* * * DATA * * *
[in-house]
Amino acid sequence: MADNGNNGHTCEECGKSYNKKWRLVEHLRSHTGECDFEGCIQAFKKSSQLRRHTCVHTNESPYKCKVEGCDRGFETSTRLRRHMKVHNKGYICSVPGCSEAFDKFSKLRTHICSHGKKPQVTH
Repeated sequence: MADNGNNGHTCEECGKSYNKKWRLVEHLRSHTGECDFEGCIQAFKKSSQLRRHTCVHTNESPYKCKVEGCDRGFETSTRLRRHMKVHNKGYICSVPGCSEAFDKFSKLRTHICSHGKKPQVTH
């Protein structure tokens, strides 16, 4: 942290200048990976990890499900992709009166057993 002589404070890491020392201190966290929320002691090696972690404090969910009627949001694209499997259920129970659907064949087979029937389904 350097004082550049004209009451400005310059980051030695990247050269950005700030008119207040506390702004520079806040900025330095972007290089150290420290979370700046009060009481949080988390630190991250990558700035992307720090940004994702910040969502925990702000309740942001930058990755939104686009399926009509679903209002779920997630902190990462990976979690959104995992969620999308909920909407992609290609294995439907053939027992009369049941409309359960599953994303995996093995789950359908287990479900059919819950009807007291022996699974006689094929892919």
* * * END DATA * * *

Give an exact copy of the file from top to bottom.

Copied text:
[in-house]
Amino acid sequence: MADNGNNGHTCEECGKSYNKKWRLVEHLRSHTGECDFEGCIQAFKKSSQLRRHTCVHTNESPYKCKVEGCDRGFETSTRLRRHMKVHNKGYICSVPGCSEAFDKFSKLRTHICSHGKKPQVTH
Repeated sequence: MADNGNNGHTCEECGKSYNKKWRLVEHLRSHTGECDFEGCIQAFKKSSQLRRHTCVHTNESPYKCKVEGCDRGFETSTRLRRHMKVHNKGYICSVPGCSEAFDKFSKLRTHICSHGKKPQVTH
């Protein structure tokens, strides 16, 4: 942290200048990976990890499900992709009166057993 002589404070890491020392201190966290929320002691090696972690404090969910009627949001694209499997259920129970659907064949087979029937389904 350097004082550049004209009451400005310059980051030695990247050269950005700030008119207040506390702004520079806040900025330095972007290089150290420290979370700046009060009481949080988390630190991250990558700035992307720090940004994702910040969502925990702000309740942001930058990755939104686009399926009509679903209002779920997630902190990462990976979690959104995992969620999308909920909407992609290609294995439907053939027992009369049941409309359960599953994303995996093995789950359908287990479900059919819950009807007291022996699974006689094929892919």